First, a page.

Sinn Féin TD Martin Kenny
Via The Irish Times:
Legislation that would force social media companies to reveal the identity of anonymous trolls has been introduced to the Dáil by Sinn Féin. The Social Media Platforms (Defamation Amendment) Bill would hold a company accountable for defamation if they failed to or refused to divulge the identity of an account holder who made defamatory statements on their platform.
The Bill, put forward by Sinn Féin’s justice spokesperson Martin Kenny, passed through the first stage of the Dáil yesterday and will be debated by TDs at second stage.
Mr Kenny said he hoped the Government would support the legislation and would bring it through the Oireachtas “as quickly as possible”.
“I feel it is the right thing to do for ourselves here [in Leinster House] and for everyone else in society and many people across the country who have been victims of similar [online]attacks in the past,” he said.
“It is important that we get this piece of legislation through.”
Bill on anonymous online defamation passes first stage in Dáil (Irish Times)
Introducing the legislation yesterday, Mr Kenny told the Dail
“The Responsibility of Social Media Platforms (Defamation Amendment) Bill 2022, sets out to amend the Defamation Act 1961 to allow judgments of defamation to be made against social media platforms on which defamatory utterances are made when the social media platform in question is unable to produce the identity of the person who made the utterances and to provide for related matters.
“As we know, there are anonymous people online who sometimes attack, defame and intimidate people. This Bill proposes a change to civil law to allow the person who is the victim of such defamation to take a case against the person who has primary responsibility, that is, the person who uses his or her keyboard or phone to type the defamatory material.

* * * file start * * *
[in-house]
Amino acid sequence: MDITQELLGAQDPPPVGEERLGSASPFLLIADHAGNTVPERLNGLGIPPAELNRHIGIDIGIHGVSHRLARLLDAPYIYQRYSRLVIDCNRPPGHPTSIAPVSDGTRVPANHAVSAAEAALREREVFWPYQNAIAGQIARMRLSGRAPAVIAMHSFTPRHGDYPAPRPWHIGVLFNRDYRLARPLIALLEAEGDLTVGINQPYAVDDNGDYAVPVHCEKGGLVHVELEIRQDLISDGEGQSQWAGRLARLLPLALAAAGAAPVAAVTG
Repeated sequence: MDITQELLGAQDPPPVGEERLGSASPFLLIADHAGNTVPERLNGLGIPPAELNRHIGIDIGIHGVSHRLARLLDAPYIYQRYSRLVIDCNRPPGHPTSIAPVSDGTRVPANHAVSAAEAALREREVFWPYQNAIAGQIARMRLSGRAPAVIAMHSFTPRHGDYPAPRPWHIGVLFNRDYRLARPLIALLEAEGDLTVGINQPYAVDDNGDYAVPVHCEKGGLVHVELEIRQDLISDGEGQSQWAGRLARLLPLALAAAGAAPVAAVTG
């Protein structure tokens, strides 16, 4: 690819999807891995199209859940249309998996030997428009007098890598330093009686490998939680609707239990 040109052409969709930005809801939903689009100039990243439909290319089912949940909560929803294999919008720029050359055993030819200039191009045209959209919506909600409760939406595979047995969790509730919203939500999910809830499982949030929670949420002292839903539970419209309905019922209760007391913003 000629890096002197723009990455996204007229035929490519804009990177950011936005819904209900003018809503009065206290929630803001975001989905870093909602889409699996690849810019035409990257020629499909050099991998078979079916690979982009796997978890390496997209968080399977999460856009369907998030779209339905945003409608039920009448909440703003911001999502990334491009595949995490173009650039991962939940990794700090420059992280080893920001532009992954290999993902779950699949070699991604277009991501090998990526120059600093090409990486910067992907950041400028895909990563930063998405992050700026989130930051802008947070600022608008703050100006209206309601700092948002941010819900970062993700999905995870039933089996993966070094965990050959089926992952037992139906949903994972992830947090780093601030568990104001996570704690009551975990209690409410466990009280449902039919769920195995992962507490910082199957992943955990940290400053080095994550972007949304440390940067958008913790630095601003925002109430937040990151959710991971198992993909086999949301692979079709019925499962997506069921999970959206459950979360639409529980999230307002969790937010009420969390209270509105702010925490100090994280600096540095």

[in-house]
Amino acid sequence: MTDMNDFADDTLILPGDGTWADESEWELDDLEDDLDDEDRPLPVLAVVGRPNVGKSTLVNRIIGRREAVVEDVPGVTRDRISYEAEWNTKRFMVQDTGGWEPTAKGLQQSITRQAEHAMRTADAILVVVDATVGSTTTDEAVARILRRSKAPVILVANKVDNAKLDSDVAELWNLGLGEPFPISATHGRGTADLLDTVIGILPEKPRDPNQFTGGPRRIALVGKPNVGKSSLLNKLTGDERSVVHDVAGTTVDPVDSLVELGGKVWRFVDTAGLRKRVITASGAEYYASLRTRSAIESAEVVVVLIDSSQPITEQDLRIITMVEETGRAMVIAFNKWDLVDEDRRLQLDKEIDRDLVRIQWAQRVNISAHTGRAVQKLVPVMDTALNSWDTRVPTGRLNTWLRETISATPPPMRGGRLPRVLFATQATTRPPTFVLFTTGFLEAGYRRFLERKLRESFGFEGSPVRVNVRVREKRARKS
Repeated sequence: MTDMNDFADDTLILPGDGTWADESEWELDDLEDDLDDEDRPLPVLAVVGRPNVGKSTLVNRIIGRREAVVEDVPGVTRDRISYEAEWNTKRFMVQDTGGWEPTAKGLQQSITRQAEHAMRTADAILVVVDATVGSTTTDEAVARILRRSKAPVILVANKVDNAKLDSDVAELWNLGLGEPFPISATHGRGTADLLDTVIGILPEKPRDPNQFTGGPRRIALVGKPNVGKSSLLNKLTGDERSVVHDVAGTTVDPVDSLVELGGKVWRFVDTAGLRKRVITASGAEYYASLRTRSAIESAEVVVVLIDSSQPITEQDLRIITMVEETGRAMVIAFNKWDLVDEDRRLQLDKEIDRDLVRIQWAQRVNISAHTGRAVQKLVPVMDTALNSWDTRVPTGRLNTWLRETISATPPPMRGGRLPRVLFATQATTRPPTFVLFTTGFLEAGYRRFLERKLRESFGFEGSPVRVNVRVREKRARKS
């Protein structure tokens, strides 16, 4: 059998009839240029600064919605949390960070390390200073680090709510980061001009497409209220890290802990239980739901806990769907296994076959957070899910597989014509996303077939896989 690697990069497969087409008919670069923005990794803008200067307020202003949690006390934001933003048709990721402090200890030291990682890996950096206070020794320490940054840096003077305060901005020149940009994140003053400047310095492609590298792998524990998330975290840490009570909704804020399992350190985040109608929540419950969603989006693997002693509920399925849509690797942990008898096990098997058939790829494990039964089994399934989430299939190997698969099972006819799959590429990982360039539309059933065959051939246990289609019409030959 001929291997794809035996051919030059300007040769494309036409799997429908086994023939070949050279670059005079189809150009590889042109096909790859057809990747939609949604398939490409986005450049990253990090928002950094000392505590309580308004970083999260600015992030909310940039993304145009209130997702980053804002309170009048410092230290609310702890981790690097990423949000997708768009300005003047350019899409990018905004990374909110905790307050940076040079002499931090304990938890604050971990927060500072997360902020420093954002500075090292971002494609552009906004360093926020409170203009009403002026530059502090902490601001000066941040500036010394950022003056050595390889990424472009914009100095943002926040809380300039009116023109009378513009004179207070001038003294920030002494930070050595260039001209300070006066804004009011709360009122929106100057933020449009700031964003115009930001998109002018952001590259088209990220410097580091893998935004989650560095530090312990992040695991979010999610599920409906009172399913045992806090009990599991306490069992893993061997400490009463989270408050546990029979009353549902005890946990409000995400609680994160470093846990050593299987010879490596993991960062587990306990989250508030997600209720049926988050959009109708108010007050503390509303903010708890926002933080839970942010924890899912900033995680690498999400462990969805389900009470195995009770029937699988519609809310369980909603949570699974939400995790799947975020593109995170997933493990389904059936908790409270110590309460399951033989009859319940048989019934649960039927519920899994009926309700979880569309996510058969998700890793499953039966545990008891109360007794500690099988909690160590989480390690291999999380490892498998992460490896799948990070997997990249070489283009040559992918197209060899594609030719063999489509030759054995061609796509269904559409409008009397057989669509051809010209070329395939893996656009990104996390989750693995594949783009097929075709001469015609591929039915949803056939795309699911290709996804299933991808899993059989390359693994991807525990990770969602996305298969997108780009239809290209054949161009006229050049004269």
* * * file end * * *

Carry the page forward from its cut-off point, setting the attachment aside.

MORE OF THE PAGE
“While it might seem peculiar, I have some sympathy for the social media platforms when they say they are not publishers because they do not have the same editorial oversight as the publisher of a normal publication such as a newspaper.
“That does not exist with social media because it is instant. When somebody puts something up, it is online instantly. There is a difficulty there. The best we have been able to do up to now has been to ask people to take such material down. With this legislation, we are trying to ensure that social media platforms will not be too lax to know who is behind an account.
“They will have to be able to identify such people clearly and to provide that information to a person who has been defamed.
“If a social media company is unable or unwilling to provide such information, it will then be held liable for the defamation. This will put an onus on such companies to keep to an absolute minimum the number of accounts of this nature, accounts that people can hide behind.”
Neale Richmond, Fine Gael TD responded: “The fact that this is coming from Sinn Féin is utterly ironic.
“In advance of the publication, I do hope Sinn Féin themselves have taken a genuine look at the approach of their supporters to social media.”
Sinn Féin is lambasted over ‘ironic’ bill to tackle online trolls (Independent.ie)